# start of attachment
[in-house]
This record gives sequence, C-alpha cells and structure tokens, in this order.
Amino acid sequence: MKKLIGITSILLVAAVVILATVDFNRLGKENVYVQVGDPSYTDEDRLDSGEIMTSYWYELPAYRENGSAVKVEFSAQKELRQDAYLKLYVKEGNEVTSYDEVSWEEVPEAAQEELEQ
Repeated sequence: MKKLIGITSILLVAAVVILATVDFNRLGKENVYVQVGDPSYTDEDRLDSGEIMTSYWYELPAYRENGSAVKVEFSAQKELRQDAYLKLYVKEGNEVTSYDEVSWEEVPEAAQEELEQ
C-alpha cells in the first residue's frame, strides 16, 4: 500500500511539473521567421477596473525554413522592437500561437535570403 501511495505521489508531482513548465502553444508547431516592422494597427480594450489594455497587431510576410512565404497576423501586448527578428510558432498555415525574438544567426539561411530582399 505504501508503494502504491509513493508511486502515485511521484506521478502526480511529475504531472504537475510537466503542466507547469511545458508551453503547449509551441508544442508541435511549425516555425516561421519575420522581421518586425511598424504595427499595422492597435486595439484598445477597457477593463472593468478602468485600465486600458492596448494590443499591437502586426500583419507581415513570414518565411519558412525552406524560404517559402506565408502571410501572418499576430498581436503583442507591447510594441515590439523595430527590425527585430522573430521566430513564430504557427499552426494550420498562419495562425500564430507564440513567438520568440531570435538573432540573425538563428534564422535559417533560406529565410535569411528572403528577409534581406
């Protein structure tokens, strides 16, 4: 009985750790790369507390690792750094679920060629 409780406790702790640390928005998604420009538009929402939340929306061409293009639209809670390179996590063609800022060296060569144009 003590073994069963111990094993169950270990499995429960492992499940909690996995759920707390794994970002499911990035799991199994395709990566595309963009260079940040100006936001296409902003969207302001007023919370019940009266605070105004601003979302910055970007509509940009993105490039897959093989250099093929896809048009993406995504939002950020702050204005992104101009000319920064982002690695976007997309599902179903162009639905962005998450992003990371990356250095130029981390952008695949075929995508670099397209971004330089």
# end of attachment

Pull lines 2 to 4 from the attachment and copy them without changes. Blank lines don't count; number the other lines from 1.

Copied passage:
This record gives sequence, C-alpha cells and structure tokens, in this order.
Amino acid sequence: MKKLIGITSILLVAAVVILATVDFNRLGKENVYVQVGDPSYTDEDRLDSGEIMTSYWYELPAYRENGSAVKVEFSAQKELRQDAYLKLYVKEGNEVTSYDEVSWEEVPEAAQEELEQ
Repeated sequence: MKKLIGITSILLVAAVVILATVDFNRLGKENVYVQVGDPSYTDEDRLDSGEIMTSYWYELPAYRENGSAVKVEFSAQKELRQDAYLKLYVKEGNEVTSYDEVSWEEVPEAAQEELEQ